HowTo Fix: “[...] only available with the XS version of Scalar::Util”

Recently, we upgraded our systems, and one of the updates was an update to Perl. After this update, a portion of Bugzilla failed to work as expected; the problem turned out to be in SOAP::Lite:

# perl -MSOAP::Lite -e "print;"
weaken is only available with the XS version of Scalar::Util at /usr/lib/perl5/vendor_perl/5.8.8/SOAP/ line 2502
BEGIN failed--compilation aborted at /usr/lib/perl5/vendor_perl/5.8.8/SOAP/ line 2502.
Compilation failed in require.
BEGIN failed--compilation aborted.

This is on a machine running Red Hat Enterprise Linux (RHEL) 5.7. The bug (Bug #375621) was initially reported back in November 2007 with RHEL 5.2. The final resolution came with bug #594768, where the problem was explained completely and resolved for good in RHEL 6.

The problem is that the updates to Perl are overwriting files added via CPAN. When this happens, versions that have an XS version are reverted back to their original forms without XS support. This appears to happen with Scalar::Util the most.

The fix is to reinstall the CPAN modules affected by the Perl upgrade. A force will be necessary. For example, this command to install Scalar::Util:

cpan> force install Scalar::Util
Running install for module Scalar::Util
Running make for G/GB/GBARR/Scalar-List-Utils-1.23.tar.gz
Fetching with LWP:
CPAN: Digest::MD5 loaded ok
Fetching with LWP:
Checksum for /root/.cpan/sources/authors/id/G/GB/GBARR/Scalar-List-Utils-1.23.tar.gz ok
Scanning cache /root/.cpan/build for sizes

Once the relevant modules are reinstalled, the files will be reverted back to the way they were before the upgrade took place – and all should be working again.

SOPA Blackout: 18 January 2012 (Updated)

Normally, we don’t discuss politics here on the blog. Followers of our Twitter account, however, will be unsurprised to learn that we are speaking out against the SOPA (H.R. 3261) and PIPA (S. 968) bills before the US Congress. (Our Twitter posts cover a much wider array of subject matter than the blog: freedom of speech, internet freedoms, productivity, organizing, freedom from unreasonable search and seizure, …)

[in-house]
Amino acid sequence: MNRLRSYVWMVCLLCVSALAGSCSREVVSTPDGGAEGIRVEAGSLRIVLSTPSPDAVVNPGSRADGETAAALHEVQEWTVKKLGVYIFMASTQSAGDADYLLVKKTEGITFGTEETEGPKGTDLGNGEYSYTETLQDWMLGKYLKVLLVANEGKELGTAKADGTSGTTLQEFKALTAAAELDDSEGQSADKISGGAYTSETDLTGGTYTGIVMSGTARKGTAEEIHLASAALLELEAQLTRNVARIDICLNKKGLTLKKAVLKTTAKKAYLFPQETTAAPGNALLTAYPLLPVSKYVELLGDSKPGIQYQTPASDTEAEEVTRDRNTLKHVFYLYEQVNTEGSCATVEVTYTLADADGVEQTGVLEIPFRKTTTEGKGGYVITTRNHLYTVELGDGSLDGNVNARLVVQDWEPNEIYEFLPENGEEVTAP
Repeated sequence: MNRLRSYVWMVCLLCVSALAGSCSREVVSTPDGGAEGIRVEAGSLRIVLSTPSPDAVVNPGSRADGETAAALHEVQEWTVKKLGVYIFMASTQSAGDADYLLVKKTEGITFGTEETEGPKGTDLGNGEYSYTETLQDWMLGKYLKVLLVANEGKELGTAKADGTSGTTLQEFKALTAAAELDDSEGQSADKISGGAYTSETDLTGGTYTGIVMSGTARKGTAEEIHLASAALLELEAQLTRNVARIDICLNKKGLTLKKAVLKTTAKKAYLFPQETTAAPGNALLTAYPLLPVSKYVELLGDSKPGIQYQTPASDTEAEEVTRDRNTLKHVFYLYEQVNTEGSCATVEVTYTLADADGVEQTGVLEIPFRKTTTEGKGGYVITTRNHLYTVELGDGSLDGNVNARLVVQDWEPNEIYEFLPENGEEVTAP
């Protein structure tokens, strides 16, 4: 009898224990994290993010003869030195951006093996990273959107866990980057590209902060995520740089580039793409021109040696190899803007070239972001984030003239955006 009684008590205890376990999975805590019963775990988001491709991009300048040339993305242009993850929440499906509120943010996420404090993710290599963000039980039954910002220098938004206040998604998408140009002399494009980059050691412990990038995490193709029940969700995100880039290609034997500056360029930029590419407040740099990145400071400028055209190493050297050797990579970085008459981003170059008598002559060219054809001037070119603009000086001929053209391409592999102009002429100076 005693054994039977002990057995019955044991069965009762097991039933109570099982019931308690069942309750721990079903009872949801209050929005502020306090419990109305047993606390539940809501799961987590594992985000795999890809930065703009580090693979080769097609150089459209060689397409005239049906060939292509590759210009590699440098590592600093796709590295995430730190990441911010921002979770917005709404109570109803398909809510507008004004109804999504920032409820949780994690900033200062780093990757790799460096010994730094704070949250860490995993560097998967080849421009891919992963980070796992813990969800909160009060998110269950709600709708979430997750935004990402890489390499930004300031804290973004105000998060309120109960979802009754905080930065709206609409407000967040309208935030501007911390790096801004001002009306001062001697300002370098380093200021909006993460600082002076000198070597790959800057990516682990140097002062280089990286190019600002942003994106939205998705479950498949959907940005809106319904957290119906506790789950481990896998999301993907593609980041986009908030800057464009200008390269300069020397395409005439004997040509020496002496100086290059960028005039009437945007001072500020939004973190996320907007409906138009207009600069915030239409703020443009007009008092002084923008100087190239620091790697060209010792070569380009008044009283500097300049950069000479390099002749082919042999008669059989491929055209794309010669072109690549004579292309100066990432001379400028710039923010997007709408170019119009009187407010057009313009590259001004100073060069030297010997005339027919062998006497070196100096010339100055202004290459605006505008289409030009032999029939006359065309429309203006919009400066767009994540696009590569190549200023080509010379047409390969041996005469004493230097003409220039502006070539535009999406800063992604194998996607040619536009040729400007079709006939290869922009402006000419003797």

There has been a lot of talk about these bills – bills that promise to kill the Internet as we know it and bring corporate censorship to America, and to kill the right to due process of law. Not only the very fabric of the Internet, but also the rule of law is at stake. These laws will basically criminalize the very tools used by dissidents world-wide – the tools that are promoted by the US State Department for avoiding censorship regimes.

There are a huge number of places you can go to get more information – but if SOPA were to pass, many of these sites would likely not be available. Today, January 18, you will get a glance at what that could be like: many popular sites will go “dark” and become unavailable for anywhere from 12 to 24 hours. These companies have stated they will be a part of the SOPA protest:

These sites have more information on SOPA and PIPA and why they are such a horrendously bad idea:

There is more detailed information on these bills at OpenCongress – there is a page on SOPA (H.R. 3261) and on PIPA (S. 968). Propublica also has a page on who supports and opposes SOPA and PIPA in the US Congress. A good central location for information is

Updates: Pardon the updates – there is a ton of good information out there, and many, many, many sites are taking part. I’m trying to gather the best information and put it all here (though that may be impossible!).

Upgrading from MySQL 5.1 to 5.5 on Ubuntu Lucid Lynx

I decided to try Percona’s MySQL server, and went for the most recent version (5.5). Unfortunately, the version of MySQL included with Ubuntu Lucid Lynx is 5.1 – so installing Percona’s 5.5 server means an upgrade.

This upgrade requires some additional steps beyond the usual.

First, the new MySQL 5.5 makes InnoDB the default storage engine – so anything that relies on that default will have to be changed. To revert this “change” you may need to add the following to your my.cnf:


Secondly, the mysql database will need updating. Run this command:

# su - mysql -c "mysqld_safe --init-file=/usr/share/mysql/mysql_system_tables.sql --verbose"

This runs the command as the mysql user; if you are using Ubuntu, the mysql user has a shell of /bin/false which causes this to fail. You can either give the mysql user a new shell (such as /bin/bash) by editing with the command vipw or you can run the mysql_safe command as root, like this:

# mysqld_safe --init-file=/usr/share/mysql/mysql_system_tables.sql --verbose

Once this command runs, make sure that the MySQL instance stops by running service mysql stop or mysqladmin shutdown.

This should fix things. One thing to watch out for is the innodb_buffer_pool_size – this is increased from a default of 128Mb to 132Mb; if you’ve tight memory you’ll want to plan for this.